In this tutorial, you will be introduced to another type of elimination reaction found in organic chemistry, E2. To further understand this reaction, you will go through the mechanism and walk through an example.
First, be sure to read the tutorial on E1 Elimination Reactions!
Topics covered in Other Articles
- Alkene– a double (pi) bond
- Carbocation– molecule containing positively charged carbon ion
- Deprotonation– the act of removing a proton (H+ ion) from a molecule
- Ionization– a process where a molecule obtains a positive or negative charge from the removal or addition of electrons
- Leaving Group– an atom or group that can break away from a molecule
- Mechanism– visual process of reactions to show the movement of electrons and molecules through arrows
- Stereochemistry– physical orientation of the components in a molecule
- Stereospecificity– stereochemistry of the beginning reactant plays a role in how the molecule can react and determining stereochemistry of the final product
What are Elimination Reactions?
An elimination reaction consists of the formation of a C-C double bond by the removal of 2 single bonds from adjacent carbons; a leaving group attached to a carbon and a hydrogen attached to an adjacent carbon will usually be the two bonds broken in these types of reactions.
E2 is a second-order bimolecular reaction, meaning the rate depends both on the concentration of the molecule and of the assisting base. Let’s walk through E2 elimination below!
E2 is a one step reaction mechanism with no intermediate:
The arrow pointing from the B to the H indicates the nucleophile, or Lewis base, grabbing onto the hydrogen, which deprotonates the carbon. At the same time, the leaving group breaks away from the molecule and takes a full octet of electrons with it, ionizing that carbon; this is indicated by the arrow pointing from the C-X bond to the X. The deprotonated carbon then shares its temporary negative charge with the adjacent carbocation; this is shown from the arrow going from the C-H bond to the C-C bond. This creates the double bond in the neutral alkene product.
This entire process takes place in one step, unlike the E1 reaction, which takes place in two.
Stereospecificity of E2 reactions
Again, there is the problem of deciding which hydrogen the base will grab onto. In E2 reactions, the product is dependent on the stereochemistry of the molecule. The leaving group and hydrogen must be “anti” to each other, meaning they must rest on opposite sides of the molecule (180 degrees apart). Since the deprotonation and the ionization are happening at the same time in this reaction, for there to be enough space, the two parts of the molecule must be as far away from each other as possible.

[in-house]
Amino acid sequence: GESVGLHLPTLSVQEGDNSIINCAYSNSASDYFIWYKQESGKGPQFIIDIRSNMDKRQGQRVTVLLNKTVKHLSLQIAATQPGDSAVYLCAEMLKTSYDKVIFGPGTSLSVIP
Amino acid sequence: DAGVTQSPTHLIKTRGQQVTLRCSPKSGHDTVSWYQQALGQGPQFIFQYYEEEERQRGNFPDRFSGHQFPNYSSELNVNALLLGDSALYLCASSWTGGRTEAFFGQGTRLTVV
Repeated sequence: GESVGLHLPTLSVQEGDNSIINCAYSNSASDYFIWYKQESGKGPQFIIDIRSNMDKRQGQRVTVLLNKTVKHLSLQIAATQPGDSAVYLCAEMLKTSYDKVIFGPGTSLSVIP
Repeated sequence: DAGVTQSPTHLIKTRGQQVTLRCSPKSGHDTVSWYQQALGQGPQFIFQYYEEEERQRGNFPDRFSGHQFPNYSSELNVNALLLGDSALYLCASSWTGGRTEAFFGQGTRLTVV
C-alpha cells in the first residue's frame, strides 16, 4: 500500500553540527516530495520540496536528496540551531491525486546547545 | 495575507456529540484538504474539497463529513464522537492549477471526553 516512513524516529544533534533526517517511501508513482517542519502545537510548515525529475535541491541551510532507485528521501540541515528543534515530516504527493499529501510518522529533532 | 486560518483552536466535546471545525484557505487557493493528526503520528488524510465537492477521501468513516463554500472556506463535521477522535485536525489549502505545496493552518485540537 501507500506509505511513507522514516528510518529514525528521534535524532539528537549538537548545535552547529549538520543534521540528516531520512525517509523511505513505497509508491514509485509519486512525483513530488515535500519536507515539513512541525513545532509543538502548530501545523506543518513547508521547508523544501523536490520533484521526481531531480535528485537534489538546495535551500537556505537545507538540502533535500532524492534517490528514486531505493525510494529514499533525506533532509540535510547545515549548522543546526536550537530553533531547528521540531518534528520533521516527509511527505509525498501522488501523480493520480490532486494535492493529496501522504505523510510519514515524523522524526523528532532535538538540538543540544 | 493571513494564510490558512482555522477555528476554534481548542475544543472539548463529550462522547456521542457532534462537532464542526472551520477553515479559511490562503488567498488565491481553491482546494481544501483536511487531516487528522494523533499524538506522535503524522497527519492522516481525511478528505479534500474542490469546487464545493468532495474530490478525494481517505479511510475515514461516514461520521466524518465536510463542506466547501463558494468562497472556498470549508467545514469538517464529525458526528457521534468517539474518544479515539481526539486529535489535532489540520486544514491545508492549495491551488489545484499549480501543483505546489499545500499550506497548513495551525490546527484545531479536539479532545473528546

This concept might be tricky to visualize in your head, so here is an example of the correct versus incorrect stereochemistry in an E2 reaction. In the correct molecule, the leaving group is on a wedge and the hydrogen is on a dash, showing that they are ‘sticking out’ in opposite directions. This allows for the nucleophile to deprotonate the molecule at the same time that the leaving group breaks away. In the incorrect molecule, both the leaving group and hydrogen are on wedges; this does not give enough space for the reaction to occur.
Example of E2 Reaction
This is an example of a hydrocarbon chain undergoing E2 elimination. The iodine leaving group breaks away, shown by the arrow pointing from the C-I bond to the I. At the same time, the base, tert-butyl oxide, grabs onto the hydrogen that is “anti” to the leaving group; this is displayed through the arrow pointing from the oxygen of the base to the hydrogen. Then, the temporary negatively charged carbon and adjacent carbocation form another bond to create the neutral alkene product. This is shown by the arrow pointing from the C-H bond to the C-C bond.
- E1 vs. E2